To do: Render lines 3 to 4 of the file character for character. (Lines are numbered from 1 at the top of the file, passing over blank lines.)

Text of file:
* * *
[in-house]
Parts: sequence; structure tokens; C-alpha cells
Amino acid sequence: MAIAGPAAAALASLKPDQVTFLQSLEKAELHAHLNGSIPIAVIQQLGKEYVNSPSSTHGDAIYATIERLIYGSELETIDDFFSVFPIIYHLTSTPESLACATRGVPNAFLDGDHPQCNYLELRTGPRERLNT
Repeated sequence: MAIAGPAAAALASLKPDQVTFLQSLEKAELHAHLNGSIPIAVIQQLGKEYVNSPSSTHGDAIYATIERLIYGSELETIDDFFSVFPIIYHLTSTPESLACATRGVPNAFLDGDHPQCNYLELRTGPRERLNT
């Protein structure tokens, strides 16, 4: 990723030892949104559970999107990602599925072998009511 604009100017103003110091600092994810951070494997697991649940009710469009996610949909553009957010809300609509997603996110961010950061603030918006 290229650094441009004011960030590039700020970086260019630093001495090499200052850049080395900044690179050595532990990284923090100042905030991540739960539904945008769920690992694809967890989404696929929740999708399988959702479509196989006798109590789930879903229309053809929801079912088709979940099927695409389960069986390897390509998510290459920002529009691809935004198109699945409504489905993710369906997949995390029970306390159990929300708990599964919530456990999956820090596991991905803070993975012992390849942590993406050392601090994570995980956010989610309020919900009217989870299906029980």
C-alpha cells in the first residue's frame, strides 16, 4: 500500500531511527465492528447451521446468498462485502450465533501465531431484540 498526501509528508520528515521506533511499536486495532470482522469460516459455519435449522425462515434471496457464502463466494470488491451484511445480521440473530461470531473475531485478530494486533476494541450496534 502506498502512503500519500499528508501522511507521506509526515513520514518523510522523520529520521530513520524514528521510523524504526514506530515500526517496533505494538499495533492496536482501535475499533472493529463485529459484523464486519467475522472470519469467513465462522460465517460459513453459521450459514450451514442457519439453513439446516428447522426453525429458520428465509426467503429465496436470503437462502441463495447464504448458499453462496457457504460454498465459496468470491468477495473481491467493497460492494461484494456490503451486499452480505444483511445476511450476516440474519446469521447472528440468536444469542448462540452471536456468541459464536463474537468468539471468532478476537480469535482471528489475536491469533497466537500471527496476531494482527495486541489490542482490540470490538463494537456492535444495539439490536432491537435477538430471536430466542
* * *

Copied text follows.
Amino acid sequence: MAIAGPAAAALASLKPDQVTFLQSLEKAELHAHLNGSIPIAVIQQLGKEYVNSPSSTHGDAIYATIERLIYGSELETIDDFFSVFPIIYHLTSTPESLACATRGVPNAFLDGDHPQCNYLELRTGPRERLNT
Repeated sequence: MAIAGPAAAALASLKPDQVTFLQSLEKAELHAHLNGSIPIAVIQQLGKEYVNSPSSTHGDAIYATIERLIYGSELETIDDFFSVFPIIYHLTSTPESLACATRGVPNAFLDGDHPQCNYLELRTGPRERLNT